without Internet Explorer,
in 1280 x 960 resolution
The 90s felt like a decade of lost causes for traditional metal bands, and it would have been nearly impossible for a group like Anvil to make any headway when the misguided youth were awash in the revolting tides of gangsta rap, boy bands, grunge and the 'alternative' rock scene which was born of numerous genres. So many of those apes who were newly drawn to metal, or formerly enamored of thrash, USPM and NWOBHM would become converts to the raging tough guy and drug addict attitudes of bands like Pantera and Cypress Hill, so what could be left for an Anvil or an Exciter? Not a whole fucking lot, so it's a miracle than such acts managed to stay afloat when it seemed like the world was ready to shove them face first into the dust. Thank the stars for metal festivals, Europe, Japan and that dwindled population of loyal headbangers who somehow kept it all worthwhile!
Sadly, I can't follow up such sentiments with any proclamation that Anvil would soon return to relevance, or write that long-anticipated comeback album we all knew they had in them. Why, I myself had been waiting for such an album since 1988's Pound for Pound. For a decade they had toiled with the law of averages. Plenty of Power had plenty to prove, and yet it manifest as what must be one of the band's most joyless exercises in composition to its day. The gaudy, ugly cover art might bear some relevance to the title, but it's one of the worst in their discography, and the songs aren't much better. Anvil were attempting to tap into the 'issues' of these times, tackling internet addiction ("Computer Drone"), turn of the century Armageddon ("Ball of Fire"), or the plight of the middle class everyman ("Disgruntled") that they'd been on about since Strength of Steel in 1987, but then tempering the seriousness with "Pro Wrestling" or the sad pair of self affirmation tracks in "Groove Science" and the lame "Real Metal"...
Seriously, you don't need to justify your existence as a metal band with weak 'I don't give a fuck' lyrics aimed at critics and the non-metal audience, nor by listing off some of your past album titles in one of the verses. Or, rather, if you do this, the music had better be damn good enough to forget such pitiful prose. "Real Metal" is instead one of the most pathetic tracks on this album, a mix of uninspired demi-thrash rhythms upon which a half-decent lead is wasted. Compare and contrast this with listless numbers like "Ball of Fire" or "Plenty of Power" itself, mediocre riffing made even worse by the phoned in vocal patterns that show only a faint resemblance to any of that rugged charisma Steve Kudlow exhibited through the 80s works. He's not heavily relying on his Lemmy-like lower grit as much as he was on the previous pair of albums, but he's got very little to show for himself here, on an album that includes not even ONE good chorus, and a metric fuck ton of boring hard rock Skid Row boogie riffs in songs like "Beat the Law" or "The Creep".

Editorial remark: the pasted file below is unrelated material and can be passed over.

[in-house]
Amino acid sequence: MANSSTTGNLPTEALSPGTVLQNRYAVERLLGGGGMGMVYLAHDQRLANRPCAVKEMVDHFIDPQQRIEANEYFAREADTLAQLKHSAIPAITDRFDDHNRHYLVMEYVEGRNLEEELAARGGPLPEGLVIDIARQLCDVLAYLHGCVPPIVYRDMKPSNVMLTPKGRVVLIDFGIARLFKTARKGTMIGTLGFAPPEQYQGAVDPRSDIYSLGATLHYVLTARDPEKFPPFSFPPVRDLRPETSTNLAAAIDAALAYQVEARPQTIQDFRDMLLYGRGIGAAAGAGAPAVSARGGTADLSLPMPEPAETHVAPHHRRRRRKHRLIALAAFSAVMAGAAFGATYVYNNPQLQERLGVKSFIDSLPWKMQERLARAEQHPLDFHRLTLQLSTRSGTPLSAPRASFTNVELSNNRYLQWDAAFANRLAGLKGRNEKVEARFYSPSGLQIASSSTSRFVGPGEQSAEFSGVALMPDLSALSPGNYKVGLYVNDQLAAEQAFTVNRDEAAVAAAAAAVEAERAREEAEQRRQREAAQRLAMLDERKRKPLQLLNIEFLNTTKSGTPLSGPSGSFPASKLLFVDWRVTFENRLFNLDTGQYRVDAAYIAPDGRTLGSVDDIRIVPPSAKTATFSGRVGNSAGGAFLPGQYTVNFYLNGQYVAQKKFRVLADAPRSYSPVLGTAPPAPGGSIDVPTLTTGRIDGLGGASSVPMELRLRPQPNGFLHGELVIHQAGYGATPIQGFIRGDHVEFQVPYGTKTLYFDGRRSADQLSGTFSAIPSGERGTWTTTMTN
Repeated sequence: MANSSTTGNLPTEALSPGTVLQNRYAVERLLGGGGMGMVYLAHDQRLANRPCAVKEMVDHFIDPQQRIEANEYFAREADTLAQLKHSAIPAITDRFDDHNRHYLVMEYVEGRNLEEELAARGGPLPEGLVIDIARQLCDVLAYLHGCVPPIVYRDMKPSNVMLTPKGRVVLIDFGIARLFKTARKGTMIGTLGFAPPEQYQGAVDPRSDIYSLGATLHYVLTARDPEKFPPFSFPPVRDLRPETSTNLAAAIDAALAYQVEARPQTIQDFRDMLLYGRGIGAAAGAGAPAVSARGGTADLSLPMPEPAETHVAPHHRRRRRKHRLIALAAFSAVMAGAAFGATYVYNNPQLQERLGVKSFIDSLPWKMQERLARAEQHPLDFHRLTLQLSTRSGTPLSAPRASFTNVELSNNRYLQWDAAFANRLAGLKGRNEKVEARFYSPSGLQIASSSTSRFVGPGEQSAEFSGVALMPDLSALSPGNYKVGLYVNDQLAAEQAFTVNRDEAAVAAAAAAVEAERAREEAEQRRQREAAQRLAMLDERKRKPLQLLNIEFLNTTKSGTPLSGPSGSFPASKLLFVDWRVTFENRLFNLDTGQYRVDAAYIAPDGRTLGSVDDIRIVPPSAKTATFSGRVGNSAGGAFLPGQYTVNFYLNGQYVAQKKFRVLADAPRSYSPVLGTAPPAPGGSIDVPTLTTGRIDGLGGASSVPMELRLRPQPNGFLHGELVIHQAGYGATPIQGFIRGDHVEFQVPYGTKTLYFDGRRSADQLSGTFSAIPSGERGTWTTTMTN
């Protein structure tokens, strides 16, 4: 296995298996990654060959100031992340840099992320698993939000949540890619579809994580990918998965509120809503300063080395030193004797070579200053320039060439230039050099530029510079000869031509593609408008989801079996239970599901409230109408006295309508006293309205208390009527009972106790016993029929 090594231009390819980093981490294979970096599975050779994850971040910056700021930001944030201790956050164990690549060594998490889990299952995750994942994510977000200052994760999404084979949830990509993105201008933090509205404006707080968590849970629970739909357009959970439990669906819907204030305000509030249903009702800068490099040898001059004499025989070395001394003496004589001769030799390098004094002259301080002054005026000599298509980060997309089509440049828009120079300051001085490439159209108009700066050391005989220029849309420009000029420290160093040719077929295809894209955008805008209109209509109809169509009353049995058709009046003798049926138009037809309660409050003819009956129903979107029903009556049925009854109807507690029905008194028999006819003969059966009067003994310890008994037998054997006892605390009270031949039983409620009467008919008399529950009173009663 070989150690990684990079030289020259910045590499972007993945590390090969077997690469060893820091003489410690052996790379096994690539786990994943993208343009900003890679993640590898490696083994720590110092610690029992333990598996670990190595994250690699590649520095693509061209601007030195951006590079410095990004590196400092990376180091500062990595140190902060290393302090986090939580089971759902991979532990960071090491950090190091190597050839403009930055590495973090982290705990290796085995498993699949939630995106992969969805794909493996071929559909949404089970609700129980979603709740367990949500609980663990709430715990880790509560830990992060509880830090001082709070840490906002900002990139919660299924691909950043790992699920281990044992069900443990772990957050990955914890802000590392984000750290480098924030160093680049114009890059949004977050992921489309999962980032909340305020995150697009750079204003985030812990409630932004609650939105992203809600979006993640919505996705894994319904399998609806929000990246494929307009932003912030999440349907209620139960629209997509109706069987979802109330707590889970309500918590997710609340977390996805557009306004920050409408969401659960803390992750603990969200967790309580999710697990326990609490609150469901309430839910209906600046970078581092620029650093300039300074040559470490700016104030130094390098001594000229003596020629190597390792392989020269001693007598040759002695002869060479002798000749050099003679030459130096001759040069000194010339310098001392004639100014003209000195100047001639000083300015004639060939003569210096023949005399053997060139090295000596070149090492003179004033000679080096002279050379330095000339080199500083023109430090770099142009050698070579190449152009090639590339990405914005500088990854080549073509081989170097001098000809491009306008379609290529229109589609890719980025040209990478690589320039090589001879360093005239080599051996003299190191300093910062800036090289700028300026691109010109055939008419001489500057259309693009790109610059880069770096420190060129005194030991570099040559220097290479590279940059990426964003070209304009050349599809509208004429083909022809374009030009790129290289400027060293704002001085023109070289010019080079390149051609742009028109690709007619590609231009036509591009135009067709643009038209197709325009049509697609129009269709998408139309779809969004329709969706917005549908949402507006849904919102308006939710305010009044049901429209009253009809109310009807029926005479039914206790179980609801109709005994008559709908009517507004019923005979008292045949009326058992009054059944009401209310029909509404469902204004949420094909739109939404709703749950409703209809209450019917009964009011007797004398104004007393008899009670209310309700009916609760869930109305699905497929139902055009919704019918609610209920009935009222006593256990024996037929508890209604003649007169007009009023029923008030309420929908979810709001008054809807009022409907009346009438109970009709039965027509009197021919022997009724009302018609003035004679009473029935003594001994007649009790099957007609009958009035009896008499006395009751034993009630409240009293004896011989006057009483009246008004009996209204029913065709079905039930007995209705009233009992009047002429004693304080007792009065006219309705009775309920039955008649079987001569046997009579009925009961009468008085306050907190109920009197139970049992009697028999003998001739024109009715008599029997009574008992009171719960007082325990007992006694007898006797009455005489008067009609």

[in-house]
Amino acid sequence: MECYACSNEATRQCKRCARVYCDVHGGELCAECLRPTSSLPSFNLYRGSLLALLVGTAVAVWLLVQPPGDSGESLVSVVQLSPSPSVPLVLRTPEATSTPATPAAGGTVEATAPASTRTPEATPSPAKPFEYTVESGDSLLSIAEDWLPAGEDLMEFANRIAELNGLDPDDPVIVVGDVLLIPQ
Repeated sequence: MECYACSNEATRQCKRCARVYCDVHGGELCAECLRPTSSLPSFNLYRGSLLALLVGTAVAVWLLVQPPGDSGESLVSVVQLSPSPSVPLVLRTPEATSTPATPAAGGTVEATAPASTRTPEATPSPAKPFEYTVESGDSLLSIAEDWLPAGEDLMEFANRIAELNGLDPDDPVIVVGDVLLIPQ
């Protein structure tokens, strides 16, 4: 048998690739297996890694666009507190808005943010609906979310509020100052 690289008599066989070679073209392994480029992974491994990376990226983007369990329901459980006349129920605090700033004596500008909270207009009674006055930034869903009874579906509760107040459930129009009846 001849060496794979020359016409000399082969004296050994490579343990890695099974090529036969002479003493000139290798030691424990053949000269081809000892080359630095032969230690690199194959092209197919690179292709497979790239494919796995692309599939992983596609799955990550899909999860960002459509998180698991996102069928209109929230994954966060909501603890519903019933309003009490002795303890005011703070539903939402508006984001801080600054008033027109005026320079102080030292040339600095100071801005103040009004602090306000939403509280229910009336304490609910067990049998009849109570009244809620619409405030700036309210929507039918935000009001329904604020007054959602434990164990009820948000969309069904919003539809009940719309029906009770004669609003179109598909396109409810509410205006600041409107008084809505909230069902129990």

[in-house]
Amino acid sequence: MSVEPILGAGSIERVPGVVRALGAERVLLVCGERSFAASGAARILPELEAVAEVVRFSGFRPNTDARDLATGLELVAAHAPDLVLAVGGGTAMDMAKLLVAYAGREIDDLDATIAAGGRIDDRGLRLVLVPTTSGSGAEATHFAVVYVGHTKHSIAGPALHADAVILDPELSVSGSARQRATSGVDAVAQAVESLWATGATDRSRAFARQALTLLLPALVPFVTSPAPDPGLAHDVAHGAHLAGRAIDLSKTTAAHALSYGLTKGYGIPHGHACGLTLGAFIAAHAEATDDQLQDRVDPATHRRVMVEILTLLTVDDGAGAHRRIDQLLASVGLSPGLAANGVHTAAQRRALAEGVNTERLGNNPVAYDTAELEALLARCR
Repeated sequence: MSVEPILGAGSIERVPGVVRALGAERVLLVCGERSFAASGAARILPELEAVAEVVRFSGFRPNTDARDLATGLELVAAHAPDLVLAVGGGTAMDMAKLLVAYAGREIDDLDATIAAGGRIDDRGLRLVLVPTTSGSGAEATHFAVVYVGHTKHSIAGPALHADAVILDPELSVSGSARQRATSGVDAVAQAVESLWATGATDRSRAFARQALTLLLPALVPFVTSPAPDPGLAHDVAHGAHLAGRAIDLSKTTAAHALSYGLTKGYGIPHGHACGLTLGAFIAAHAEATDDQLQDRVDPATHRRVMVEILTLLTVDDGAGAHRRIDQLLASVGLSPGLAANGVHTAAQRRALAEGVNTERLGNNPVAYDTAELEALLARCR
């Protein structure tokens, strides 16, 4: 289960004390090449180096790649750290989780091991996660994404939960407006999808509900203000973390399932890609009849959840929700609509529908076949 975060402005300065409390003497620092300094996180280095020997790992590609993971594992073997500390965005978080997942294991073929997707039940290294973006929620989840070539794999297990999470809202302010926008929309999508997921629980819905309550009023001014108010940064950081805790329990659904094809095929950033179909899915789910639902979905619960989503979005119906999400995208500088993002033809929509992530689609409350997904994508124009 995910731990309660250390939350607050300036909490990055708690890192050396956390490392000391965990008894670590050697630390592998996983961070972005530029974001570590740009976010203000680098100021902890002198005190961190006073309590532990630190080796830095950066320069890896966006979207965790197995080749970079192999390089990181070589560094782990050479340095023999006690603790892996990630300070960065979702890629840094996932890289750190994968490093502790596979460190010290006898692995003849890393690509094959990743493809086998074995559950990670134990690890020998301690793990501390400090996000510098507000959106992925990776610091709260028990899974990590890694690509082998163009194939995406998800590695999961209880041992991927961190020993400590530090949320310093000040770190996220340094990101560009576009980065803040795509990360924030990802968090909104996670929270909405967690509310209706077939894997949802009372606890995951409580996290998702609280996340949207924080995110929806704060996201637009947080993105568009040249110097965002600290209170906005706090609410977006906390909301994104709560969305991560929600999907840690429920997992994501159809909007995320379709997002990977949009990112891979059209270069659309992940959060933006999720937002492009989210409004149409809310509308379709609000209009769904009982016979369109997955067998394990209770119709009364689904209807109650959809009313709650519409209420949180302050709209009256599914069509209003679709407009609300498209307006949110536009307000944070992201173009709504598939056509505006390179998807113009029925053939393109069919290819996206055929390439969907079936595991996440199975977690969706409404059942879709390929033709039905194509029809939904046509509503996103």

Not every song here sucks entirely in the composition category, but almost any case of the guitar getting interesting is only due to its deviation from the norm. They once again try the tremolo proto death lines in "Pro Wrestling"; and "Computer Drone" incorporates some decent, leaden grooves through the oozing bass lines and slow, thrashing chops. But the majority of the tracks never reach any of the excitement levels that one would find on Forged in Fire or Pound for Pound in the 80s. The production is clean but lifeless, and strangely enough there's no silly sex song on the core album (not counting the bonus track "Dirty Dorothy"). As much as I'd been pining for Lips and company to kick that tradition, it's sad that it had to come amidst such an uninspired crop of songs that should have been left on the cutting room floor. Plenty of Power is not the worst album in the history of our species, nor even particularly terrible, but it's the first time I think I ever felt that the band sounded 'old', a strange descriptor to cross the lips of such a lover of old as I.
This is probably not the best Anvil disc to start with, as none of the tracks standout like those from “Metal on Metal” and “Forged in Fire”, but this album is another fantastic album by an underappreciated band. One thing I really enjoy about this album is the artwork. There is nothing more direct than calling your album “Plenty of Power” and having a giant bulldozer on the front. It perfectly describes this album; powerful, crushing, and heavy.
Onto the music now, every track here follows a fairly basic song structure and utilizes great but predictable speed metal riffs. Lips’ vocals are just as powerful as the early days and he still uses a mid to low range bark. It isn’t far-fetched to hear traces of Lemmy’s vocals at times. With that said, they aren’t great, but they fit both the music and the lyrics. Songs like “Real Metal” and “Disgruntled” show a lot of anger coming from Lips. A lot of people seem to think that Anvil’s lyrics are fairly weak but I’ve always liked them. They show honesty, which you don’t see from a lot of bands. Sure they don’t talk a lot about nuclear warfare or brutally killing people, but when you really look at the lyrics, they are really quite profound. Plenty of Power features some common lyrical themes for Anvil; heavy metal, wrestling, and everyday life. “Computer Drone” and “Groove Science” stand out as two of the most lyrically interesting songs. The former is about the obsession with staying on the computer all day (a song that was ahead of its time), and the latter being (quite literally) about how creating music is like science.